OptoSigma provides MHK C-shaped stainless steel mirror holders designed for 12.7 mm dichroic mirrors and beamsplitters. The holders feature high-resolution adjustment, and a knob-less design that is suitable for system integration.
The new pco.panda is a state-of-the-art sCMOS sensor camera system designed to provide high quantum efficiency with the lowest dark noise for a number of applications, including live cell microscopy, single molecule detection, bio- and chemi-luminescence, GSDIM, PALM, STORM, SPIM, and more. It also is housed in a compact package – just 65 mm3.
Bristol Instruments’ model 771 is a high-resolution laser spectrum analyzer that measures the spectral characteristics of CW and high-repetition rate pulsed lasers that operate from 375 nm to 12 μm. Laser wavelength is measured to +/- 0.0001 nm and spectral resolution is as high as 2 GHz.
Optics Blazers manufactures Near-Eye Display combiners and other components for optimized display performance and see-through properties. With an integrated manufacturing chain, this company can deliver single reflective surface, multiple reflective surface, free-form, or diffractive combiners. Optics Blazers’ solutions are developed with cost and scalability in mind to serve the competitive consumer electronics market.
Iridian Spectral Technologies has designed and manufactured a wide range of dielectric optical filters for imaging and machine vision applications. Featuring steep edges, high transmission values, and high durability, these color filters can be used to improve contrasts, and isolate spectral regions and colors in images.
OptoSigma offers a wide range of application systems that includes microscope units, alignment systems, interferometers, bio-photonics, and laser processing systems. These application systems are designed for many specific applications including polarization measurements, vacuum and oven measurements, and glass and film inspections.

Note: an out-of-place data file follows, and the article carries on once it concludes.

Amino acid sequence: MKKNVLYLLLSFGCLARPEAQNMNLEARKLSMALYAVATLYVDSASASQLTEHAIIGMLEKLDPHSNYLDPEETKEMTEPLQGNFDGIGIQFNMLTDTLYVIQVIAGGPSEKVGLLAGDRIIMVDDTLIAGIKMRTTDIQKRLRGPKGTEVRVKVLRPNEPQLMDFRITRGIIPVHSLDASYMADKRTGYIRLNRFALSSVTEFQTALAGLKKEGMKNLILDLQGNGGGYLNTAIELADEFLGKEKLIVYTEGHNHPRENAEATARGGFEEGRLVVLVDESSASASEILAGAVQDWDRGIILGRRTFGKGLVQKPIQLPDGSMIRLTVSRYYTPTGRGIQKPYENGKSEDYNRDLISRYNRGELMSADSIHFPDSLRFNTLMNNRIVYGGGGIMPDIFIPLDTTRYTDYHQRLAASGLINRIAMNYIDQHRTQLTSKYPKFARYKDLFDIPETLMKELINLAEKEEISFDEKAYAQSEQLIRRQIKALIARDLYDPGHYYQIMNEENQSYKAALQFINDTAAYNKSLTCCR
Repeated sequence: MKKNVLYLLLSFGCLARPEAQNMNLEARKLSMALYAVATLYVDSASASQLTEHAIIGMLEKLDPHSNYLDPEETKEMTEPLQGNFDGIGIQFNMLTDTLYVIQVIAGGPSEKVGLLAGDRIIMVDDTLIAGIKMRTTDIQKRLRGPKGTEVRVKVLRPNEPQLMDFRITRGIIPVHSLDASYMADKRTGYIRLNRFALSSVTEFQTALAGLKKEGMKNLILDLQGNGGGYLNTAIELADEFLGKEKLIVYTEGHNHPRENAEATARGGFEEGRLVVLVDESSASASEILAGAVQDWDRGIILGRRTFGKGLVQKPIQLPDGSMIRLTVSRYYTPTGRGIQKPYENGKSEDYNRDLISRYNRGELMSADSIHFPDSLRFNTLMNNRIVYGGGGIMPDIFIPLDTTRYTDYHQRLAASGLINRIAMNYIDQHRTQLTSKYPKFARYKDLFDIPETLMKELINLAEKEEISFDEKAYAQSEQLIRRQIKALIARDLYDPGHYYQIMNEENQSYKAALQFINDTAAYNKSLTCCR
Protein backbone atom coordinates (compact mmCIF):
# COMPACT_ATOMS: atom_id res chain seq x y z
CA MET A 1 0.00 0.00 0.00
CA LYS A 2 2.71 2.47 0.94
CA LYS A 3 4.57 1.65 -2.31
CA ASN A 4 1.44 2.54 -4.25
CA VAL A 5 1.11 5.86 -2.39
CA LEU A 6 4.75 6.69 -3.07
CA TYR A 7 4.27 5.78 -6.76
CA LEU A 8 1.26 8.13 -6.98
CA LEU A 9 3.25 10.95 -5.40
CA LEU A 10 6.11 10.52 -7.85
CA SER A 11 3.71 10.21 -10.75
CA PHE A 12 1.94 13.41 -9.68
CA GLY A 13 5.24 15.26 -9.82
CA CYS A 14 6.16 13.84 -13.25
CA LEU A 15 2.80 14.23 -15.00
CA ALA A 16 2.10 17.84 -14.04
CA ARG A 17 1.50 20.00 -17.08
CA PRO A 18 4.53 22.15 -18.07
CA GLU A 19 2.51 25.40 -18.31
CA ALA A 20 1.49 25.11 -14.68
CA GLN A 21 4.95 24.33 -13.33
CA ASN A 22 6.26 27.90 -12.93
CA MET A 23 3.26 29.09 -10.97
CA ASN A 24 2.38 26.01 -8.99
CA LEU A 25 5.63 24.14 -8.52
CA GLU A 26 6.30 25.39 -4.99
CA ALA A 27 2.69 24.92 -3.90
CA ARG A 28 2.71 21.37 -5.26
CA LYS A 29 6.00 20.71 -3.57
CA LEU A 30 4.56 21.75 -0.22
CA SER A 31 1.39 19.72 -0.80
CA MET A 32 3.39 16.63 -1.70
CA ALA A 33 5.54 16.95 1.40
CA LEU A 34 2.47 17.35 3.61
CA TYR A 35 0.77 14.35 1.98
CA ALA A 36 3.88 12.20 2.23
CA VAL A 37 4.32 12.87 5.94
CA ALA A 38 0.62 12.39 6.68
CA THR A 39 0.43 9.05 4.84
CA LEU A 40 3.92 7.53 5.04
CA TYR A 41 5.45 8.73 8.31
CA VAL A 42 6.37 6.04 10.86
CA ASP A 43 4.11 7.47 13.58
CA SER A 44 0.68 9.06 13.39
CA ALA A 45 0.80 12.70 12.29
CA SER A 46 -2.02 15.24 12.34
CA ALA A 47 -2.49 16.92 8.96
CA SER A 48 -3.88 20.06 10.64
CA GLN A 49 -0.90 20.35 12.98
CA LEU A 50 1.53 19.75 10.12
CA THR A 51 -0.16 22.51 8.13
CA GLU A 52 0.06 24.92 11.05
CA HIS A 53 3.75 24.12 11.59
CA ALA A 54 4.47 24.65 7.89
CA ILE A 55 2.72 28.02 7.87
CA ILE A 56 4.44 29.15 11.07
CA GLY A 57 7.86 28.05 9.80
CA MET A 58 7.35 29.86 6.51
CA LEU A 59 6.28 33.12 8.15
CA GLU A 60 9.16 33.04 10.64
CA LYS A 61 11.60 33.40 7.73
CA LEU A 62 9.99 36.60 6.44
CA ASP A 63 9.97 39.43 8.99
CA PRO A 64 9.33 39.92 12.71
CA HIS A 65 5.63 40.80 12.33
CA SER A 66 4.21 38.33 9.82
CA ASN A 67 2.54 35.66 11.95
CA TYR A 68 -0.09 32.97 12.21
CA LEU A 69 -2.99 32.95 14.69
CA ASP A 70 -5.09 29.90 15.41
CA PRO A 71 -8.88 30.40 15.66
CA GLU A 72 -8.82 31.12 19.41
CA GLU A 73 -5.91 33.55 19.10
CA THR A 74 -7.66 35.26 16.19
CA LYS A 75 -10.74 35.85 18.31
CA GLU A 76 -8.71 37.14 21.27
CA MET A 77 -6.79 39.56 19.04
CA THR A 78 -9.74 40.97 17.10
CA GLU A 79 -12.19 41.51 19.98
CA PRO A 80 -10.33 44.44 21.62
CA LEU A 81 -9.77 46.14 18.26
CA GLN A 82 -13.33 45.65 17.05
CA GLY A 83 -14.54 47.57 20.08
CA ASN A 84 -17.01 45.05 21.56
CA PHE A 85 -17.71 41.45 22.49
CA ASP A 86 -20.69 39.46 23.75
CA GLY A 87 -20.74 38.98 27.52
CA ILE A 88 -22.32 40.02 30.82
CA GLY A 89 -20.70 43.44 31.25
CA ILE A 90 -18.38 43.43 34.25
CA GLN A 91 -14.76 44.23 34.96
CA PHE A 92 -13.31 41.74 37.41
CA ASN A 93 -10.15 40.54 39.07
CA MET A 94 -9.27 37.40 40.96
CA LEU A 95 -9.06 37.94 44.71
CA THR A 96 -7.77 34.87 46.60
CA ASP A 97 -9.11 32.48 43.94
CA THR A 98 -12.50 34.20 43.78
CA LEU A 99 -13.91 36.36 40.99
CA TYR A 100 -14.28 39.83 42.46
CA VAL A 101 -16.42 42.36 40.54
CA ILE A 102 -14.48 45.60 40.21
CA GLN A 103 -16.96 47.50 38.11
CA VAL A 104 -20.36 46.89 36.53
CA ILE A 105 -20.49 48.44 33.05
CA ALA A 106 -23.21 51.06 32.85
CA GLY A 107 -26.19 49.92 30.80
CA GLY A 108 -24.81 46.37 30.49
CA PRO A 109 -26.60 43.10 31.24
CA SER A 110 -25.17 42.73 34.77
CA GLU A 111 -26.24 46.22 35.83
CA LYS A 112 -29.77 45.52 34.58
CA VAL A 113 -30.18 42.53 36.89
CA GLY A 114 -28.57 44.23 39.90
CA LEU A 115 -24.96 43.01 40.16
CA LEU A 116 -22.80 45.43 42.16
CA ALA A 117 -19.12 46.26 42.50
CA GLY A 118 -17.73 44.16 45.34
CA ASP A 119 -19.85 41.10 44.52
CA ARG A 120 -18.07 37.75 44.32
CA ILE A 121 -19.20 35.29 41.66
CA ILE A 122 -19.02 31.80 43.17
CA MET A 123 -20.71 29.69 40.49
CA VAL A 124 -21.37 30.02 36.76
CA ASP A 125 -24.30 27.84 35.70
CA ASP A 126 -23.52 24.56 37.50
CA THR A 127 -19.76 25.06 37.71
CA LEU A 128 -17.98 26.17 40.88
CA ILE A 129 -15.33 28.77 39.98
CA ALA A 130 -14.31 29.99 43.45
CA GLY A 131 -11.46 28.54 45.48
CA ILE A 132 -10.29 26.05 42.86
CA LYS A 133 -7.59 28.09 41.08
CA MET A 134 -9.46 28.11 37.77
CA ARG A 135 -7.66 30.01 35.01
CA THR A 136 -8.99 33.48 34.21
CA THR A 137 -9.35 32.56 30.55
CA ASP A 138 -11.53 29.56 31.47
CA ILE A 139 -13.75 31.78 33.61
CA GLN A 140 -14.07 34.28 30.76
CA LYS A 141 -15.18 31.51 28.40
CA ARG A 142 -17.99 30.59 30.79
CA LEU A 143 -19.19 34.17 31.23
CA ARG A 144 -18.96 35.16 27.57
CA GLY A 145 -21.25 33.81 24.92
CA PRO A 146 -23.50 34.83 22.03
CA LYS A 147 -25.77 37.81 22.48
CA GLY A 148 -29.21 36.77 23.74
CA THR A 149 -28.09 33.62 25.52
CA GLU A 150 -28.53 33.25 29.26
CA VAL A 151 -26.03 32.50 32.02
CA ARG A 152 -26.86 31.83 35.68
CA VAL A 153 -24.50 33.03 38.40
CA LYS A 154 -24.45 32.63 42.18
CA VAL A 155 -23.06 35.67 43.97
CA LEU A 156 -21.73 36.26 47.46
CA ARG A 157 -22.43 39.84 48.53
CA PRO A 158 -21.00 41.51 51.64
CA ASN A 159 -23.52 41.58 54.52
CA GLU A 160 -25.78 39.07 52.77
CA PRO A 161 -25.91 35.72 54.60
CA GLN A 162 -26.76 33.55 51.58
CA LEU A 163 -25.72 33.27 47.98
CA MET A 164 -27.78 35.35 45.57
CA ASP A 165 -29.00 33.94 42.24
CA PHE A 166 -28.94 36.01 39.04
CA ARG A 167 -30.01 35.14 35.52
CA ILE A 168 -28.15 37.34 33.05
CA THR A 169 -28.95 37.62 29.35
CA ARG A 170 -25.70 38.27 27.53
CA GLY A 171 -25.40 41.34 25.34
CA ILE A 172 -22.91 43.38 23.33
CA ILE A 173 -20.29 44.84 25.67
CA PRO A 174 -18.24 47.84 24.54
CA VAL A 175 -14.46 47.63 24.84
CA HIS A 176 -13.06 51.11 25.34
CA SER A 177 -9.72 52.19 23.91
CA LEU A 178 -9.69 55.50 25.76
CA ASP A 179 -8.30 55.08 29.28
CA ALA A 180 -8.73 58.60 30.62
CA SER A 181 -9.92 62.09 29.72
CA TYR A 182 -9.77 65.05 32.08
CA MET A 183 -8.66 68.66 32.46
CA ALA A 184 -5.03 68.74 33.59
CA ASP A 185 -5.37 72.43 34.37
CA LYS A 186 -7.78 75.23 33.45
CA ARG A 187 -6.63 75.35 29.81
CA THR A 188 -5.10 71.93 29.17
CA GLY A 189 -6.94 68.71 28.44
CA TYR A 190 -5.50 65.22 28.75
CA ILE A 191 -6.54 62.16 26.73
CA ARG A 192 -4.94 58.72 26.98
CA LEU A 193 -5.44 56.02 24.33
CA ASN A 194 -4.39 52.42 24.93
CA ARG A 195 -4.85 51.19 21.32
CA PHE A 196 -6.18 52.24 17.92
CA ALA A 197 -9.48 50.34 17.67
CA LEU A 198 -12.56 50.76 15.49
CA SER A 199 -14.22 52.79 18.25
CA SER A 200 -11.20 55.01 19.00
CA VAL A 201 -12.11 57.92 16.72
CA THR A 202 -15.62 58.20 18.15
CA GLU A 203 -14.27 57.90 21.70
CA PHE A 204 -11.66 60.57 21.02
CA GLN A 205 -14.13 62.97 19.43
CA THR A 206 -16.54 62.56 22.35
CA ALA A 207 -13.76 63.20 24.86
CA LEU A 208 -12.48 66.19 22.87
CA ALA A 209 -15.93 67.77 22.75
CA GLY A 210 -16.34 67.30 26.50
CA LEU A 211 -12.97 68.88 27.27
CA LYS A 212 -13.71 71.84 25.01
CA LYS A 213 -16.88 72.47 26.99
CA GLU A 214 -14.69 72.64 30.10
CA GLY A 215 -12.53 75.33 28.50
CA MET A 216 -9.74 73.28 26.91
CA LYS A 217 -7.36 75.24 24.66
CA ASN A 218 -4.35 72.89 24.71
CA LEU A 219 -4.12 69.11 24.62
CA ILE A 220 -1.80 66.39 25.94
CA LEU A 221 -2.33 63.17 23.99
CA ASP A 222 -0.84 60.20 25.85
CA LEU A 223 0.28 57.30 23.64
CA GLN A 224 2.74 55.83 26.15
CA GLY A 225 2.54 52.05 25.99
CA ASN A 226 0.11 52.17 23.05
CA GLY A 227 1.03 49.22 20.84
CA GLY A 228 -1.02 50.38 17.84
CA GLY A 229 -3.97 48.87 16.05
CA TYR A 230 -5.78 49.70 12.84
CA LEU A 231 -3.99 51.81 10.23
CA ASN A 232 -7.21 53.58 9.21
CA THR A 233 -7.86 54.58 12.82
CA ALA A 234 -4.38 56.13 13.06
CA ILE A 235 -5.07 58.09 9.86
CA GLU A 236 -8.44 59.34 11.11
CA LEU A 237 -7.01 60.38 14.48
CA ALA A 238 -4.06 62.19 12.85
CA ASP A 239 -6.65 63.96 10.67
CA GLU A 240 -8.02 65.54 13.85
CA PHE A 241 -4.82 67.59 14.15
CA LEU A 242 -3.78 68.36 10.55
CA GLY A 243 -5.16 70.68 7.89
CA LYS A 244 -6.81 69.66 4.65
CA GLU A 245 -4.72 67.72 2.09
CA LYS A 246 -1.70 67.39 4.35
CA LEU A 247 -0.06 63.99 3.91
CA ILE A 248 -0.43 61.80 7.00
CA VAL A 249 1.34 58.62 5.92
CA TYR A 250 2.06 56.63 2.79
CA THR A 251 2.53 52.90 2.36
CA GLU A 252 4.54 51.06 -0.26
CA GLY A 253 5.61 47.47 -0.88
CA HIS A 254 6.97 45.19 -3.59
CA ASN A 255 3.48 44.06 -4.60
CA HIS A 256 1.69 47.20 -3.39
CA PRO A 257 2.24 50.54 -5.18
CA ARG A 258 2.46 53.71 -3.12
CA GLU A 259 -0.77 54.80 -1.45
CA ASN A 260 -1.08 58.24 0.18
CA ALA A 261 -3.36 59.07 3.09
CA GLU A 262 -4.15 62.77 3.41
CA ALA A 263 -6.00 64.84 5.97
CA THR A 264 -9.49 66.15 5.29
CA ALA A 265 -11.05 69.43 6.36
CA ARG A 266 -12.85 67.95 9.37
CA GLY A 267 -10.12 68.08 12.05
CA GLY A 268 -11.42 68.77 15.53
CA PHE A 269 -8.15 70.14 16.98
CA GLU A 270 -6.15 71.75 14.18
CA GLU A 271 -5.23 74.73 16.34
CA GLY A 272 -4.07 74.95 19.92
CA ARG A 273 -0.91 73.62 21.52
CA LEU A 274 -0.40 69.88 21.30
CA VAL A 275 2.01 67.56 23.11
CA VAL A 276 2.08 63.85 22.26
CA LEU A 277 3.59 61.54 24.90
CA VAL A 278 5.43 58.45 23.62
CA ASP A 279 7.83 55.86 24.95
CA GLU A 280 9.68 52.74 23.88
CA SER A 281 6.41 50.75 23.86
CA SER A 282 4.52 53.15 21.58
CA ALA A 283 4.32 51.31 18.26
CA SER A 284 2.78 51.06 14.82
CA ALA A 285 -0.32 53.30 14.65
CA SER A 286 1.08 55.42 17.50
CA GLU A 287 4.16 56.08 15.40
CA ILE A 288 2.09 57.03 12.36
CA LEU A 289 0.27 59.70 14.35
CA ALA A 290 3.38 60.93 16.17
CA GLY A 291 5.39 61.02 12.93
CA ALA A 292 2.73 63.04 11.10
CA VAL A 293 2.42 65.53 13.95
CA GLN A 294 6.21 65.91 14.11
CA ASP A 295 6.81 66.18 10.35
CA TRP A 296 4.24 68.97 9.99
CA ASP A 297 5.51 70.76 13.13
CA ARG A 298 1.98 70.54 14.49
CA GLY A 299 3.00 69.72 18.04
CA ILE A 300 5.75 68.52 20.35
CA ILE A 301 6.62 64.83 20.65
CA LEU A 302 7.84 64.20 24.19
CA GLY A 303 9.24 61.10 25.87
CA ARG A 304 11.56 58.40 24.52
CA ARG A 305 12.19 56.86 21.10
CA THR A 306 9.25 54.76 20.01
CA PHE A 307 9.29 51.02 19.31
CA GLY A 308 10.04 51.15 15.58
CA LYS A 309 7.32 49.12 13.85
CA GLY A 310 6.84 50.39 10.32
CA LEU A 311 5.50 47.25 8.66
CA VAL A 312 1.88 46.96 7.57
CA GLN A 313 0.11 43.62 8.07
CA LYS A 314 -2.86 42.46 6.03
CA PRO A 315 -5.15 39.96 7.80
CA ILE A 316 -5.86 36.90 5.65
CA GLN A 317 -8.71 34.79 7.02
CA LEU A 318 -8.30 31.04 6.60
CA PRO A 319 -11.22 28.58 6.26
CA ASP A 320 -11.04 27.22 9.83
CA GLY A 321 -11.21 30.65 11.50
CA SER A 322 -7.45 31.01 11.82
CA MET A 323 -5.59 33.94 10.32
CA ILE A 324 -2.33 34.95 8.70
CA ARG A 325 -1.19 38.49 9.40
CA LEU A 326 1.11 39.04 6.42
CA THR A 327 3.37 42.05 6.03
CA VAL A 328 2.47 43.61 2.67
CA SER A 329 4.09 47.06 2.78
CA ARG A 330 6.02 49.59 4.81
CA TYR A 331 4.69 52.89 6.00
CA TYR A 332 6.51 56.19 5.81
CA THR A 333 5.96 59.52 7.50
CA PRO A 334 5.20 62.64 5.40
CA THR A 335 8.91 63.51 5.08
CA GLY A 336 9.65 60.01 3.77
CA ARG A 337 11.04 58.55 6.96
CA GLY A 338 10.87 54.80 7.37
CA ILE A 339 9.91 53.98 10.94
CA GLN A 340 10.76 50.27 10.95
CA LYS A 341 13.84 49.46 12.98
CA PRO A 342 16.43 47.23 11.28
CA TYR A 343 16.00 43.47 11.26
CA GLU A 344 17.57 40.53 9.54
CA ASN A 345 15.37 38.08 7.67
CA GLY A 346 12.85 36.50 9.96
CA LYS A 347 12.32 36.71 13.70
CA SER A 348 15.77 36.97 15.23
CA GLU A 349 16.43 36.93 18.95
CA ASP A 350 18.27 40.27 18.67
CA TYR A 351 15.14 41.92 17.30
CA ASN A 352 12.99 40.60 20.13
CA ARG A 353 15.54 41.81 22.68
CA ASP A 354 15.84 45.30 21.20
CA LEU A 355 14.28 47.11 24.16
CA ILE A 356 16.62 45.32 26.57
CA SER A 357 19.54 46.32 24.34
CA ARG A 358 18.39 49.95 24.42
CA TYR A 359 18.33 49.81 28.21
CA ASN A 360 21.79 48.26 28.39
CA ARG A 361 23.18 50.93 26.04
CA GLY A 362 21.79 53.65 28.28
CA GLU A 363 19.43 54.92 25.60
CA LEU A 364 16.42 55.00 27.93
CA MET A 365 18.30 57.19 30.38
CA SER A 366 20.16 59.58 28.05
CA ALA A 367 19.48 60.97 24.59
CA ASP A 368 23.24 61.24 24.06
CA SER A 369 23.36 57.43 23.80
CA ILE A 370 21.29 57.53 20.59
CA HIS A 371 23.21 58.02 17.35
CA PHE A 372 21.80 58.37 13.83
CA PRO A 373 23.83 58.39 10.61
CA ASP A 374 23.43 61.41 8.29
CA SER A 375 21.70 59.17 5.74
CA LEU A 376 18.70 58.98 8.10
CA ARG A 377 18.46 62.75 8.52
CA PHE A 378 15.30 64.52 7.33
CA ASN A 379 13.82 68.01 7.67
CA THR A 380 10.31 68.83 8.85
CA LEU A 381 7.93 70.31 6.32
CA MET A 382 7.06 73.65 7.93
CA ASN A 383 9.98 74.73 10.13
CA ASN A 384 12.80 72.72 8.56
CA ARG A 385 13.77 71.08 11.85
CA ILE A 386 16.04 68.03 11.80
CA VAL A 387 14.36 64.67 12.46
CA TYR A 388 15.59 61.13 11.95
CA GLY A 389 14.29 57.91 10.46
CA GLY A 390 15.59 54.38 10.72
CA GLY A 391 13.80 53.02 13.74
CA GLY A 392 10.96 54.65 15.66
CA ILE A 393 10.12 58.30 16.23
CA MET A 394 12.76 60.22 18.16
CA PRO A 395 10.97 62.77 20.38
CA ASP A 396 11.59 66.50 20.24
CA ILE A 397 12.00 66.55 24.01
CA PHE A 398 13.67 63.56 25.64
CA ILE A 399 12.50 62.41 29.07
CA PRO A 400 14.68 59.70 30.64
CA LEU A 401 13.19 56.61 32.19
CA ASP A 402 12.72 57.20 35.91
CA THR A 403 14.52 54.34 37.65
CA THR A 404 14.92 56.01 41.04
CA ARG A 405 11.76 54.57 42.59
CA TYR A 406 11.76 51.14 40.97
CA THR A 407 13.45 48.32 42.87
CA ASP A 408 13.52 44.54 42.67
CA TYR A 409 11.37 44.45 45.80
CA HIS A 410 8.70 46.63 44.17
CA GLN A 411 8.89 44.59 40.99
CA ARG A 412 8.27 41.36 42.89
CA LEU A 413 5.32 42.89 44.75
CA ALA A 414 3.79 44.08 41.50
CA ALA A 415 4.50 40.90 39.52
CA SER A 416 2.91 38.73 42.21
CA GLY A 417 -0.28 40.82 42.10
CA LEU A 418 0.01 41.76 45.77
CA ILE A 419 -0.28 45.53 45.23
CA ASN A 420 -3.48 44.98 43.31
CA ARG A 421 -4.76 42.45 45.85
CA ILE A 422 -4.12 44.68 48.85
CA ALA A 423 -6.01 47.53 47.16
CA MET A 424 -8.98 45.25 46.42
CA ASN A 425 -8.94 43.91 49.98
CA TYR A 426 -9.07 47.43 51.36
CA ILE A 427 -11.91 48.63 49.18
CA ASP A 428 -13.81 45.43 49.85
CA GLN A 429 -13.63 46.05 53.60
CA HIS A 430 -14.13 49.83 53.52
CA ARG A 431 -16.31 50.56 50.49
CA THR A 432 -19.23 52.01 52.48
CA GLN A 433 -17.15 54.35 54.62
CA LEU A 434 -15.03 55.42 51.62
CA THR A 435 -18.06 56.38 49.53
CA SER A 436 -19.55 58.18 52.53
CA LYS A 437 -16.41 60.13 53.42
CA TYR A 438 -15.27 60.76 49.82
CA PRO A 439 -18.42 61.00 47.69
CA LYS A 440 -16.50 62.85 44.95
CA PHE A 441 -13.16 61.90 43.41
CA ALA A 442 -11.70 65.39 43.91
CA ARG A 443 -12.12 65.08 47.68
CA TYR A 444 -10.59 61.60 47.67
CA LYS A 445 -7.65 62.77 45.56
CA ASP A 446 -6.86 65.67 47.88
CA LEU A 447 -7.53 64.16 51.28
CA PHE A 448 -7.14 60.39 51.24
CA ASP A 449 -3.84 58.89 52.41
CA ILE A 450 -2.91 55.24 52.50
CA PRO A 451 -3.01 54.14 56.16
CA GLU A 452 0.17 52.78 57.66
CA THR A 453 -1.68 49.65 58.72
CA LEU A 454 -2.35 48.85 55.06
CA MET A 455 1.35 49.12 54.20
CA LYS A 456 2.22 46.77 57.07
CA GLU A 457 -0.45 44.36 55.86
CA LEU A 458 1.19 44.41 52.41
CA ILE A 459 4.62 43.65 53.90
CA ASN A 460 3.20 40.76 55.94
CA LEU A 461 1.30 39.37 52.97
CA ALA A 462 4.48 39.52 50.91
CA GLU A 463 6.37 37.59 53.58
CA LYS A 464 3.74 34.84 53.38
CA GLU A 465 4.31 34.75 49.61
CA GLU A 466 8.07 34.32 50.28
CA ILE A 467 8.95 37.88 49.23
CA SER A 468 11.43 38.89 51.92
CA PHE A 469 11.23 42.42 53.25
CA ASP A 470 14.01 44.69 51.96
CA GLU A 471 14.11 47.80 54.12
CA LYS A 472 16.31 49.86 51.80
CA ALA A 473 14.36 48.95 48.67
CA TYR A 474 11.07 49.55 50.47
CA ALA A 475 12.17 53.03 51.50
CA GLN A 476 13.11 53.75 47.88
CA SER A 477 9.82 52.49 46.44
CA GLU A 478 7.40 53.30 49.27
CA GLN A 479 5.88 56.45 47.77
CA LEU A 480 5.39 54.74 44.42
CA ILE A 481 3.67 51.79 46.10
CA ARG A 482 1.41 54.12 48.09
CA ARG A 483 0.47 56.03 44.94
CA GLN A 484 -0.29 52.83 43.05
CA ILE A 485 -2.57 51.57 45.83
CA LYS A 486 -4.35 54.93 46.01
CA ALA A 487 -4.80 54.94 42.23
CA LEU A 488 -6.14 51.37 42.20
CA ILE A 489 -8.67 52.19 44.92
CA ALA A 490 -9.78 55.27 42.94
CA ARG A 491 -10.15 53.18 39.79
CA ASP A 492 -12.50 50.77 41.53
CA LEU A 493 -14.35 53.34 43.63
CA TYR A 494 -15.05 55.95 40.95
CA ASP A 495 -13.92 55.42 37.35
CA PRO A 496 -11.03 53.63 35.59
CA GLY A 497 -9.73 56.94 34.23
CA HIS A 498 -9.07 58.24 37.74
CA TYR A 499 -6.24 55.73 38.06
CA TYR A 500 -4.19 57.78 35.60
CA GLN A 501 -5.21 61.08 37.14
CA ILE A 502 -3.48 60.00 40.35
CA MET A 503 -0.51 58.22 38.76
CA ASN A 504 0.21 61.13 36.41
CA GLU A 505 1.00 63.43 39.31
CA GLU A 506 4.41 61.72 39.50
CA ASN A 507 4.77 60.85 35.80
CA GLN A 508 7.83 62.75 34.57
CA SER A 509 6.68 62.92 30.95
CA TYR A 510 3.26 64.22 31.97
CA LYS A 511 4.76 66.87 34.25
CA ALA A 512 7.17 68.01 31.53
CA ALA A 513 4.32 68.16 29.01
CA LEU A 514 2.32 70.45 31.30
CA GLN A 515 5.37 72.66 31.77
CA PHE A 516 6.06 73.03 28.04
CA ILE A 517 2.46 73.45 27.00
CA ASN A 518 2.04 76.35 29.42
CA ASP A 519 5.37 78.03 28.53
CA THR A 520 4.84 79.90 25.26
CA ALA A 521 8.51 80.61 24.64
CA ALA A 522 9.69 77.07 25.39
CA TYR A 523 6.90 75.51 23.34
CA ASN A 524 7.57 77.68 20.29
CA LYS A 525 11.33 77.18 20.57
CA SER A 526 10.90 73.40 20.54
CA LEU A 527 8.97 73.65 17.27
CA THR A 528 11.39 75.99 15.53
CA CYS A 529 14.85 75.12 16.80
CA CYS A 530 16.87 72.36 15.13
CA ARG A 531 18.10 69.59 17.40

Hyperspectral imaging (HSI) is used for many applications including satellite imaging and air reconnaissance. HSI is usually executed with bulky hyperspectral-imaging cameras that are sensitive to misalignment, very expensive, and use prisms or gratings as dispersive elements. An alternative method of HSI is the combination of linear variable bandpass filters (LVBPFs) with silicon detectors. This allows for very compact, robust, and affordable HSI detectors that offer several advantages over conventional approaches.
Martin Ettenberg, with Princeton Infrared, gave us a breakdown on when and why you should use shortwave infrared imaging, and what this technology’s role can be as it relates to machine vision applications.
This year at Photonics West, Dan Ford with the Ophir Photonics Group talked to us about the importance of achieving laser consistency.
Jeff Briton and Dragan Grubsic spoke to us about some of the challenges involved in operating pulsed laser diodes and avalanche photodiodes in LIDAR for the automotive and sensor markets.
At Photonics West 2017, Gene Nepomuceno with Vision Research spent a few minutes with us discussing the three main factors one should take into account before selecting a high speed camera – resolution, frame rate, and sensitivity (with an honorable mention for transferring the data off of the camera).
At Photonics West 2017, Greg Staples focused on selecting different wavelengths for specific applications. Watch the video for wavelength selection guidance for precision agriculture, food sorting, mining, pharmaceutical quality control, and more.
FLIR, the industry leader in thermal technology, release the X8500sc and the X6800sc. Get hands on with the world’s fastest HD camera and the world’s lowest cost high speed camera at Photonics West. See us at booth #2516 or visit FLIR.com/science.